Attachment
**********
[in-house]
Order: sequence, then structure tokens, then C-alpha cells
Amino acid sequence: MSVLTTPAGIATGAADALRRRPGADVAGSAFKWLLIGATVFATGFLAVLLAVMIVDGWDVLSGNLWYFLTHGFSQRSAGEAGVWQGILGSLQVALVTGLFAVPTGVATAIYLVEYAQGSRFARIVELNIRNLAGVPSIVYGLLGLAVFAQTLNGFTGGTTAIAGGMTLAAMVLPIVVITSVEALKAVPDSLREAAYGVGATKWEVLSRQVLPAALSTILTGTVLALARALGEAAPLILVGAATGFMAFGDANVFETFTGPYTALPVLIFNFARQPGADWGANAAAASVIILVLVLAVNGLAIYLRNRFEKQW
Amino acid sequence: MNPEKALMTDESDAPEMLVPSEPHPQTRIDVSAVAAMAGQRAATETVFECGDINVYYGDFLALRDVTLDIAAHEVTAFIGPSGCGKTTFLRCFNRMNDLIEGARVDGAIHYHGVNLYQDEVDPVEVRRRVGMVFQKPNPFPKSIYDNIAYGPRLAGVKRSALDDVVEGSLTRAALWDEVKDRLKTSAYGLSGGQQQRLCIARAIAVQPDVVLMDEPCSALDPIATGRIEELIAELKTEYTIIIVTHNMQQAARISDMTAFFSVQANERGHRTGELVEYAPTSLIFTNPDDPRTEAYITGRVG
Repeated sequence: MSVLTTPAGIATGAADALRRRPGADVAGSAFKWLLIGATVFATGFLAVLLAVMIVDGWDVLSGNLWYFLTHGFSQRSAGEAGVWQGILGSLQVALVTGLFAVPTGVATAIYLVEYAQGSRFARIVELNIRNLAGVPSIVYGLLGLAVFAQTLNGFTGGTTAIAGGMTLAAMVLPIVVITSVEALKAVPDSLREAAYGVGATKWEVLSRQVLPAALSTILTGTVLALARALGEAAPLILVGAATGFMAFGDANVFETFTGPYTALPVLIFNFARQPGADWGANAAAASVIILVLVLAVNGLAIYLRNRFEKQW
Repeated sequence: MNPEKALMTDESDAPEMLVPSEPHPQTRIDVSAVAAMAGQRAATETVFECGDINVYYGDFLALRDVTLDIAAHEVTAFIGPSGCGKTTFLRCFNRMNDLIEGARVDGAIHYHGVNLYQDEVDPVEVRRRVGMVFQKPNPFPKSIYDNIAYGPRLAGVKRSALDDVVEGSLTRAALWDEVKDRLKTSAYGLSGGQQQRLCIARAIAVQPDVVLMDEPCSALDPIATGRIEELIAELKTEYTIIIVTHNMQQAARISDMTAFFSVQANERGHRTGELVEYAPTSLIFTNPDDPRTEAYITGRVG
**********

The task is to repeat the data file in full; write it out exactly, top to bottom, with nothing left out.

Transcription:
[in-house]
Order: sequence, then structure tokens, then C-alpha cells
Amino acid sequence: MSVLTTPAGIATGAADALRRRPGADVAGSAFKWLLIGATVFATGFLAVLLAVMIVDGWDVLSGNLWYFLTHGFSQRSAGEAGVWQGILGSLQVALVTGLFAVPTGVATAIYLVEYAQGSRFARIVELNIRNLAGVPSIVYGLLGLAVFAQTLNGFTGGTTAIAGGMTLAAMVLPIVVITSVEALKAVPDSLREAAYGVGATKWEVLSRQVLPAALSTILTGTVLALARALGEAAPLILVGAATGFMAFGDANVFETFTGPYTALPVLIFNFARQPGADWGANAAAASVIILVLVLAVNGLAIYLRNRFEKQW
Amino acid sequence: MNPEKALMTDESDAPEMLVPSEPHPQTRIDVSAVAAMAGQRAATETVFECGDINVYYGDFLALRDVTLDIAAHEVTAFIGPSGCGKTTFLRCFNRMNDLIEGARVDGAIHYHGVNLYQDEVDPVEVRRRVGMVFQKPNPFPKSIYDNIAYGPRLAGVKRSALDDVVEGSLTRAALWDEVKDRLKTSAYGLSGGQQQRLCIARAIAVQPDVVLMDEPCSALDPIATGRIEELIAELKTEYTIIIVTHNMQQAARISDMTAFFSVQANERGHRTGELVEYAPTSLIFTNPDDPRTEAYITGRVG
Repeated sequence: MSVLTTPAGIATGAADALRRRPGADVAGSAFKWLLIGATVFATGFLAVLLAVMIVDGWDVLSGNLWYFLTHGFSQRSAGEAGVWQGILGSLQVALVTGLFAVPTGVATAIYLVEYAQGSRFARIVELNIRNLAGVPSIVYGLLGLAVFAQTLNGFTGGTTAIAGGMTLAAMVLPIVVITSVEALKAVPDSLREAAYGVGATKWEVLSRQVLPAALSTILTGTVLALARALGEAAPLILVGAATGFMAFGDANVFETFTGPYTALPVLIFNFARQPGADWGANAAAASVIILVLVLAVNGLAIYLRNRFEKQW
Repeated sequence: MNPEKALMTDESDAPEMLVPSEPHPQTRIDVSAVAAMAGQRAATETVFECGDINVYYGDFLALRDVTLDIAAHEVTAFIGPSGCGKTTFLRCFNRMNDLIEGARVDGAIHYHGVNLYQDEVDPVEVRRRVGMVFQKPNPFPKSIYDNIAYGPRLAGVKRSALDDVVEGSLTRAALWDEVKDRLKTSAYGLSGGQQQRLCIARAIAVQPDVVLMDEPCSALDPIATGRIEELIAELKTEYTIIIVTHNMQQAARISDMTAFFSVQANERGHRTGELVEYAPTSLIFTNPDDPRTEAYITGRVG